Monday, January 24, 2011

Brewing Basics: The Bee House Dripper

Since I am giving away a Bee House, I thought I would give you a tutorial on how to brew coffee on a Bee-House.

First off, a Bee-House is a type of brewing device called a "pour-over". I am giving away a Bee-House from PT's Coffee Roasting Co. Here is what their site has to say about it.

Necessary Tools:

  • A Bee-House
  • #2 Paper Cone Filters from a local grocery store
  • A kettle to boil water in
  • A scale
  • Coffee beans (24g to 26g)
  • A grinder
  • A timer

How-To Make the Pour-Over:

  1. Start the kettle of water on the stove.
  2. Weigh 24g to 26g of coffee depending on the type of coffee.
  3. Grind coffee to a ground somewhere between french press and drip coffee.
  4. Fold the #2 Filter at both ends and place in Bee House.
  5. Place Bee House on a cup or something that can hold 12 oz of liquid.
  6. When the water comes to a boil, take the kettle off and rinse the filter with the hot water. [This also brings the Bee House and mug to a higher temperature.]
  7. Dump hot water.
  8. Place cup and Bee House on scale.
  9. Put coffee grounds in Bee House.
  10. Zero the Scale. And changer to oz.
  11. You want the water to be at a little over 200 degrees Fahrenheit, so it is okay to let it sit on the stove for about 30 seconds before actually letting it touch the coffee.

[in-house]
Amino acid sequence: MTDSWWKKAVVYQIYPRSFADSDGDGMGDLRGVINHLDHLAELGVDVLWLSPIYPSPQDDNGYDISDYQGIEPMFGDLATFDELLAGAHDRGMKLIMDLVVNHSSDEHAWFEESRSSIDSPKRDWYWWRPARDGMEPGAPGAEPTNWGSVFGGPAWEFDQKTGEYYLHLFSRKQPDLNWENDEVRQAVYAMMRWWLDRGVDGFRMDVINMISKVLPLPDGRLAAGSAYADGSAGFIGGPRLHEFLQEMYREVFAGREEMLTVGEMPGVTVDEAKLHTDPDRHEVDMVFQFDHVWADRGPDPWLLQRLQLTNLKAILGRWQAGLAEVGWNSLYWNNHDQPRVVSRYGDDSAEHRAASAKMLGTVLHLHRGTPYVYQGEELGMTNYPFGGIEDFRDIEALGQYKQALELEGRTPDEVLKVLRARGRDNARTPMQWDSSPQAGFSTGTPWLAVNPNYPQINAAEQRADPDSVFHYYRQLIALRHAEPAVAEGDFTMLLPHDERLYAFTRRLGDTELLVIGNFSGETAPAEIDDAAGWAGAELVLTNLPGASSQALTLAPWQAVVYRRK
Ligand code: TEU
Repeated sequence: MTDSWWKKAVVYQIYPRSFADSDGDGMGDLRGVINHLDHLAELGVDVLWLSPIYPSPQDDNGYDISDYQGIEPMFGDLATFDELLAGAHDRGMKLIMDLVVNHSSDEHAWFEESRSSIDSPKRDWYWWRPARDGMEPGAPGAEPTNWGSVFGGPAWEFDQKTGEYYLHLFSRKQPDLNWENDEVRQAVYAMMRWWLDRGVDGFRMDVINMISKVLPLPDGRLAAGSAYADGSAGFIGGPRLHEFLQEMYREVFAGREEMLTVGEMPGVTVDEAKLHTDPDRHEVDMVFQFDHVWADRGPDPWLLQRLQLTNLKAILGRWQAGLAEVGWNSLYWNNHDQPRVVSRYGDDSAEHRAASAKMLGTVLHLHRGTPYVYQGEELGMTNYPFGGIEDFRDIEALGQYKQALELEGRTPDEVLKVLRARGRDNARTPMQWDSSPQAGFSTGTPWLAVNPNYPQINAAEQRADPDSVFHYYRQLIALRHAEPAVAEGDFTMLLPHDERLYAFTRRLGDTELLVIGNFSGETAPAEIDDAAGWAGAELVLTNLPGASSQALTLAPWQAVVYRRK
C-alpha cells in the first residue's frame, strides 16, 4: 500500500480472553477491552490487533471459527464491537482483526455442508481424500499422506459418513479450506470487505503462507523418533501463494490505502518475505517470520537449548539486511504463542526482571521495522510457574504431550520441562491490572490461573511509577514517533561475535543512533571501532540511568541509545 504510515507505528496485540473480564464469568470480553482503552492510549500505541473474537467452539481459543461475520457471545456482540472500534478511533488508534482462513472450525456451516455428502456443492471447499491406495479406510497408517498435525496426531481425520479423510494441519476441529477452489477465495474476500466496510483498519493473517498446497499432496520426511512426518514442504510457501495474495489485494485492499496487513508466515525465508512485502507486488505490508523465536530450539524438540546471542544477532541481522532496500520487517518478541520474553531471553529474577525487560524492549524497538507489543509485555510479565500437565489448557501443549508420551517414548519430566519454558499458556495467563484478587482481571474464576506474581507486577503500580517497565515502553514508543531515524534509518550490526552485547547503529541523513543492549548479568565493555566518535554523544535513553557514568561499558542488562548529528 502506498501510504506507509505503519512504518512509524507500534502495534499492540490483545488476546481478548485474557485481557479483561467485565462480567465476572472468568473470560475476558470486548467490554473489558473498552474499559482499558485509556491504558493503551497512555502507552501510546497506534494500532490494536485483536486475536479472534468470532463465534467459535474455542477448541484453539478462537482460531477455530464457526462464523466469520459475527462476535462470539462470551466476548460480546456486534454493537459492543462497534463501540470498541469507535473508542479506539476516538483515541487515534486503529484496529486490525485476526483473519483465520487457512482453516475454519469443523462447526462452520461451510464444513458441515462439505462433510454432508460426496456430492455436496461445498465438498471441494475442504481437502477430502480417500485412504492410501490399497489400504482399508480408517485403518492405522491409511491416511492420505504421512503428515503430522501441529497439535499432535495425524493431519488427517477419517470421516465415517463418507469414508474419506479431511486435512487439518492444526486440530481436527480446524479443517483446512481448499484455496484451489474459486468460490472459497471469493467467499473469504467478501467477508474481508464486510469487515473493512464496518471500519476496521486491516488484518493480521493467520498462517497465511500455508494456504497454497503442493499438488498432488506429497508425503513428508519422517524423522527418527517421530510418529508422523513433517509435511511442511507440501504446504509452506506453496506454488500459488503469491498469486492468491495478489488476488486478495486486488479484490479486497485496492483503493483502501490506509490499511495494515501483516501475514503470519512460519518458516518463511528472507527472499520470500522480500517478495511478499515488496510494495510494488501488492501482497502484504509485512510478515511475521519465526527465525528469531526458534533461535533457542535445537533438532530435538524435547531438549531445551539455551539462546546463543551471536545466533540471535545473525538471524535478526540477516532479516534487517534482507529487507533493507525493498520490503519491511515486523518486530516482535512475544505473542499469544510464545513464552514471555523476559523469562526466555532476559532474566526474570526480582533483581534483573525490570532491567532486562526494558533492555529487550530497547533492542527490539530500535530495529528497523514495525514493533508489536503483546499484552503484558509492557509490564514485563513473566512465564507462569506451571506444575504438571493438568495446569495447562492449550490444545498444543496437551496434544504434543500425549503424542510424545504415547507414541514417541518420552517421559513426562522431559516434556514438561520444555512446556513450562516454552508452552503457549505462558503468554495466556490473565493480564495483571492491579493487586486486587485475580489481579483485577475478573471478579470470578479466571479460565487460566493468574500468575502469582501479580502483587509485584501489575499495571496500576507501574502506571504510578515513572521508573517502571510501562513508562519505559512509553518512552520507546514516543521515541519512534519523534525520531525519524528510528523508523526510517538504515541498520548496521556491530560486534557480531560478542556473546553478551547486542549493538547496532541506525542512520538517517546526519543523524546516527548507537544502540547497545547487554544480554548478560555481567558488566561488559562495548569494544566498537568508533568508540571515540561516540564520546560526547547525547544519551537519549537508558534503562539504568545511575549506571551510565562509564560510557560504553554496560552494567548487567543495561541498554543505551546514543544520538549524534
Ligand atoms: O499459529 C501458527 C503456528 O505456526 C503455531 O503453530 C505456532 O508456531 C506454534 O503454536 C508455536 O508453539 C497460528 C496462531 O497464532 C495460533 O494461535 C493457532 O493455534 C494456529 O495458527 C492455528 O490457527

12. Pour water in the Bee House just enough to wet the grounds.
  13. Start Timer!
  14. Let "bloom" or sit for 30 seconds to 1 minute. [This depends on the age of the coffee. The closer the roast date the shorter the "bloom", generally speaking.]
  15. Pour water at a steady pace in a figure 8 motion until the water reached about 1.5 centimeters from the top.
  16. Finish pouring very slowing to maintain the height of the water in the middle of the Bee House until you have 13.6 ounces of water.
  17. Let the water finish dripping. It should take between 2.5 and 3 minutes.
  18. Enjoy your cup of coffee from your Bee House.

 Keep in mind this is how I make my coffee in my Bee House. There are many other ways to make it out there as well. Some Baristas suggest different ratios or pouring techniques. Experiment. Make it your own.

Here is a good video on making a Bee House from Topeca. He uses a slightly different technique than what I shared, but if you are a visual learner this might help:

 If you want to win your own Bee House Dripper, get your friends to follow my blog! Enter my give-away!
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  1. That was so complicated! Haha. You might have to show me. But it's pretty epic. And the last Bee House you made me was delicious.

  2. Thank you for sharing your technique! FYI, the video linked says it is "private" and does not appear to be playable.

  3. Evelynn, thanks for pointing that out and for stopping by! I guess they must of removed the public video. I'll have to find a new one.

  4. Nice tutorial – very thorough! The bloom time tip is round the wrong way, though. The fresher the coffee, the longer it should be left to bloom as it will have more gas to release than an older coffee, which will have had more time to degas naturally.